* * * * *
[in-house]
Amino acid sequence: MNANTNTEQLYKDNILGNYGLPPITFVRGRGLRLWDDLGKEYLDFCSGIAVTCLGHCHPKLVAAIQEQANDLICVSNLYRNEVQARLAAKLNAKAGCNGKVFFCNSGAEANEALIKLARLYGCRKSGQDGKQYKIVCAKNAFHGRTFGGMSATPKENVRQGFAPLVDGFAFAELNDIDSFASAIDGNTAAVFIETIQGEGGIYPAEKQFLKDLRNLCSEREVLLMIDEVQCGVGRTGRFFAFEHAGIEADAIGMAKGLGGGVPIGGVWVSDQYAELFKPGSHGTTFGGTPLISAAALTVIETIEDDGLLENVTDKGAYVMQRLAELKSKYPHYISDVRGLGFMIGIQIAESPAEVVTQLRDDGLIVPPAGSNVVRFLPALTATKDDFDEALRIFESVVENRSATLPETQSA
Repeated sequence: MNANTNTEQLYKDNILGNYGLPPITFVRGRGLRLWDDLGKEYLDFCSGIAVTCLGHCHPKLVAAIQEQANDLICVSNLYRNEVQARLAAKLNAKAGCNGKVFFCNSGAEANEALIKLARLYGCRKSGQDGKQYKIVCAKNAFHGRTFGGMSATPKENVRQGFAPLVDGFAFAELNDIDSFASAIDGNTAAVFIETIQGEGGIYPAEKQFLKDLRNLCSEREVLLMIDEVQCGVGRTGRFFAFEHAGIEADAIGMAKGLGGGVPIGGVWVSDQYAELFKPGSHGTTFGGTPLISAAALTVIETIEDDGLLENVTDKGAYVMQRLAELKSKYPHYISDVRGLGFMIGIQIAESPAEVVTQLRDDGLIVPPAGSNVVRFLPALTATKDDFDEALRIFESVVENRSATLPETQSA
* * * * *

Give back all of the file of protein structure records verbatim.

[in-house]
Amino acid sequence: MNANTNTEQLYKDNILGNYGLPPITFVRGRGLRLWDDLGKEYLDFCSGIAVTCLGHCHPKLVAAIQEQANDLICVSNLYRNEVQARLAAKLNAKAGCNGKVFFCNSGAEANEALIKLARLYGCRKSGQDGKQYKIVCAKNAFHGRTFGGMSATPKENVRQGFAPLVDGFAFAELNDIDSFASAIDGNTAAVFIETIQGEGGIYPAEKQFLKDLRNLCSEREVLLMIDEVQCGVGRTGRFFAFEHAGIEADAIGMAKGLGGGVPIGGVWVSDQYAELFKPGSHGTTFGGTPLISAAALTVIETIEDDGLLENVTDKGAYVMQRLAELKSKYPHYISDVRGLGFMIGIQIAESPAEVVTQLRDDGLIVPPAGSNVVRFLPALTATKDDFDEALRIFESVVENRSATLPETQSA
Repeated sequence: MNANTNTEQLYKDNILGNYGLPPITFVRGRGLRLWDDLGKEYLDFCSGIAVTCLGHCHPKLVAAIQEQANDLICVSNLYRNEVQARLAAKLNAKAGCNGKVFFCNSGAEANEALIKLARLYGCRKSGQDGKQYKIVCAKNAFHGRTFGGMSATPKENVRQGFAPLVDGFAFAELNDIDSFASAIDGNTAAVFIETIQGEGGIYPAEKQFLKDLRNLCSEREVLLMIDEVQCGVGRTGRFFAFEHAGIEADAIGMAKGLGGGVPIGGVWVSDQYAELFKPGSHGTTFGGTPLISAAALTVIETIEDDGLLENVTDKGAYVMQRLAELKSKYPHYISDVRGLGFMIGIQIAESPAEVVTQLRDDGLIVPPAGSNVVRFLPALTATKDDFDEALRIFESVVENRSATLPETQSA